Dec 22

Wilpon Has No Reason To Resent Yankees

I admit, I laughed out loud when I read The Post’s article on how Mets owner Fred Wilpon was “irate’’ after hearing about the Yankees’ acquisition of Giancarlo Stanton in a trade with Miami.

Anything the Yankees do money wise paints the Mets in a bad, if not embarrassing light, because it highlights their penny-pinching ways and reluctance to make any high-profile moves.

WILPON: No reason to be angry at Yanks. (Getty)

WILPON: No reason to be angry at Yanks. (Getty)

Wilpon doesn’t believe the Yankees can sustain their spending, which is what envious owners have said since George Steinbrenner purchased the team from CBS in the early 1970s.

It’s a foolish belief.

I don’t buy the Wilpons are afraid to spend, because after all, their Opening Day payroll last season was $154 million. That’s post-Ponzi spending, mind you. But, now there appears a reluctance

The problem is the Mets don’t spend wisely and they’ve been stung by their last three $100-million plus contracts – Yoenis Cespedes, David Wright and Johan Santana – were injured, as is their vaunted rotation.

Even though the Mets are two years removed from the World Series – and the Yankees were last there in 2009 – the latter is a lot closer to returning than the former. And, that was even before the Stanton trade, and even if they don’t get Gerit Cole from the Pirates.

Instead, the news this offseason about the dysfunctional Mets have made a franchise icon – Ed Kranepool – unwelcome, but have re-hired former GM Omar Minaya back to act as a special assistant to GM Sandy Alderson.

Both are head-scratching moves, but what isn’t was hearing of Fred Wilpon’s ire directed at the Yankees.

That’s something he has control over.

Dec 07

Mets Have No Plans To Add Starting Pitching

With the start of the Winter Meetings just days away, there’s been precious little information about the Mets’ pitching. There was an article in The Post about Matt Harvey dating yet another model, but there’s been nothing about his health and ability to pitch in 2018.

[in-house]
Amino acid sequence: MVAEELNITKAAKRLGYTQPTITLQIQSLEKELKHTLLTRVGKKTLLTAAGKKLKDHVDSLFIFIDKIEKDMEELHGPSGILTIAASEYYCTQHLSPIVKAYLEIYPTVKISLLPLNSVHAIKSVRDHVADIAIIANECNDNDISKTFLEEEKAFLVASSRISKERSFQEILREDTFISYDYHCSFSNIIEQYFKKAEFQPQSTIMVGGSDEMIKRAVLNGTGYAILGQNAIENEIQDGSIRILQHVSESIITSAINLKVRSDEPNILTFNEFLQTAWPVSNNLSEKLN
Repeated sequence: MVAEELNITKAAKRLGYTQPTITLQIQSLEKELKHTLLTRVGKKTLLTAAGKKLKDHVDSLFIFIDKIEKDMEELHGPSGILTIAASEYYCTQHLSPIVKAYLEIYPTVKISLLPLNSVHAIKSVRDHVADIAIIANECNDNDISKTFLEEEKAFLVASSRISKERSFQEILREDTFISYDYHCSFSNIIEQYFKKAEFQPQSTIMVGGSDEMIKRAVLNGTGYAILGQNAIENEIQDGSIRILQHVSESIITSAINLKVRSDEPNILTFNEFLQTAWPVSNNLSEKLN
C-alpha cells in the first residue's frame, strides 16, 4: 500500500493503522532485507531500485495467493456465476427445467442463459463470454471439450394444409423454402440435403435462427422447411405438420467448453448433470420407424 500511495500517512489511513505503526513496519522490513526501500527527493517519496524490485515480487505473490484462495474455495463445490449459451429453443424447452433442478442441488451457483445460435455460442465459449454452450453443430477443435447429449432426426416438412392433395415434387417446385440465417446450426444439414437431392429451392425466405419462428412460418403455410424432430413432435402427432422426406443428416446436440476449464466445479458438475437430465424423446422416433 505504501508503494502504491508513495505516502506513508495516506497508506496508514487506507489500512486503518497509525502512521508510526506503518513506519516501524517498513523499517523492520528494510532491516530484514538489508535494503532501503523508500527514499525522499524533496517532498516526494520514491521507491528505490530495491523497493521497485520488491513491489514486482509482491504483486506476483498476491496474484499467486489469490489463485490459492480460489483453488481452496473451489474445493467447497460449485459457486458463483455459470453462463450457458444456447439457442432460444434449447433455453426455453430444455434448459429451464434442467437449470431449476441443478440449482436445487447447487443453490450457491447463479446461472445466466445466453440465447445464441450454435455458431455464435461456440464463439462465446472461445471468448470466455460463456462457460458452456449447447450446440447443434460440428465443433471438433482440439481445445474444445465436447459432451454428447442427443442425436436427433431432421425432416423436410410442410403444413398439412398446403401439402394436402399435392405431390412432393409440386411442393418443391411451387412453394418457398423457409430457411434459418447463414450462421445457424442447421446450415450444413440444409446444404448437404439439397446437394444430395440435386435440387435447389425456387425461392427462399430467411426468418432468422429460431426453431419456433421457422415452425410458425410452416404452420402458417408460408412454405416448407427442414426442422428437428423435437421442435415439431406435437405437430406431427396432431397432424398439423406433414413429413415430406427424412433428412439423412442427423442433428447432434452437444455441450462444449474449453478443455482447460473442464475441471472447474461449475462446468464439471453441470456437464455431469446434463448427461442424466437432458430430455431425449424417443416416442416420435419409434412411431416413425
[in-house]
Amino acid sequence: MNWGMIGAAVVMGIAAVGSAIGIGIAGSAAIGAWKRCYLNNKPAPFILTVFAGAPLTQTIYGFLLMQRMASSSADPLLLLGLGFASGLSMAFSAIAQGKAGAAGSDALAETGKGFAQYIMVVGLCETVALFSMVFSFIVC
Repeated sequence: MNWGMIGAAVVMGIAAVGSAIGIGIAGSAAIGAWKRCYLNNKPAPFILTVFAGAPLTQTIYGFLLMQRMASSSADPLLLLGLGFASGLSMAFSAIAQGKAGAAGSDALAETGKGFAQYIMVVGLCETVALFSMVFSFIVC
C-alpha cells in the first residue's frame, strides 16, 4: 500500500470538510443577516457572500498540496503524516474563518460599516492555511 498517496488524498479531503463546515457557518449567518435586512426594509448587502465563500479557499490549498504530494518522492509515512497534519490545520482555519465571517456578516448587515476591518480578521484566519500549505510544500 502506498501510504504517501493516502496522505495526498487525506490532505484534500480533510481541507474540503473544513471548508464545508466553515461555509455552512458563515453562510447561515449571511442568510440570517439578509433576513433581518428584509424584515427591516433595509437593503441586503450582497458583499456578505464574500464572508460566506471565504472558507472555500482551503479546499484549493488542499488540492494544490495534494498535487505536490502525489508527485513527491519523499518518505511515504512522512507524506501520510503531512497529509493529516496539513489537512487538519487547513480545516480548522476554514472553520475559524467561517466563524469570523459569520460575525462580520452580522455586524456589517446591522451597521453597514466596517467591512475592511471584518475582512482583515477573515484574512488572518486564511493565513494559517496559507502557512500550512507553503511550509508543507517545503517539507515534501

DE GROM: One of the few answers. (AP)

DE GROM: One of the few answers. (AP)

What the Mets have said in the wake of Japanese free-agent Shohei Ohtani blowing off them and the Yankees, is they likely won’t add starting pitching but instead focus on relievers, who are routinely less expensive than free agents CC Sabathia or Jason Vargas, or even bringing back R.A. Dickey.

Hell, even if they signed all three that wouldn’t be enough to make the Mets a contender again.

The Mets don’t know about the status of Harvey, Steven Matz and Zack Wheeler. They are contemplating limiting Jacob deGrom and Noah Syndergaard to twice through the batting order before turning the game over to the bullpen. That’s at least three innings a game from their bullpen, which is way too many.

The Mets hope hiring a new trainer will keep their pitchers healthy, which sounds like a good idea, but who are they kidding?

It’s going on five years and the Mets’ vaunted starting five hasn’t yet made one uninterrupted turn through the rotation. Yet, GM Sandy Alderson is betting on a new trainer to make that happen.

Oct 27

Mets Weren’t Going To Get Girardi Anyway

The immediate reaction to hearing the Yankees wouldn’t bring back manager Joe Girardi is the Mets blew it and should have waited on hiring Mickey Callaway. That way, they could’ve made a run at Girardi.

I would have loved Girardi, but don’t blame the Mets. They did exactly what I suggested they do, and that to go about their business and ignore what the Yankees are doing.

GIRARDI: Wouldn't happen. (CBS)

GIRARDI: Wouldn’t happen. (CBS)

The Yankees have their reasons for dumping Girardi, ranging for Brian Cashman’s clichéd comment “it is time for a change,’’ to the manager’s intense personality to his clash with management over using analytics.

Of course, little was made of those things while Girardi was winning 910 games over ten seasons, reaching the playoffs six times and winning the World Series in 2009.

The Mets could have waited to see if the Yankees would have been so arrogant as to fire such a successful manager, but were right to go ahead with their search according to their timetable.

Girardi was a long shot in the first place as I don’t believe the Mets would have given him more than the $4 million annually he made with the Yankees and there would have been the inevitable clash with GM Sandy Alderson over analytics.

If Girardi wants to manage immediately, we could see him in Citi Field soon enough as there are openings in Washington and Philadelphia.

 

Oct 21

How Should Mets Handle Yankees’ Success?

So, how should the Mets handle the obvious news the Yankees are back to being the bullies on the New York City block?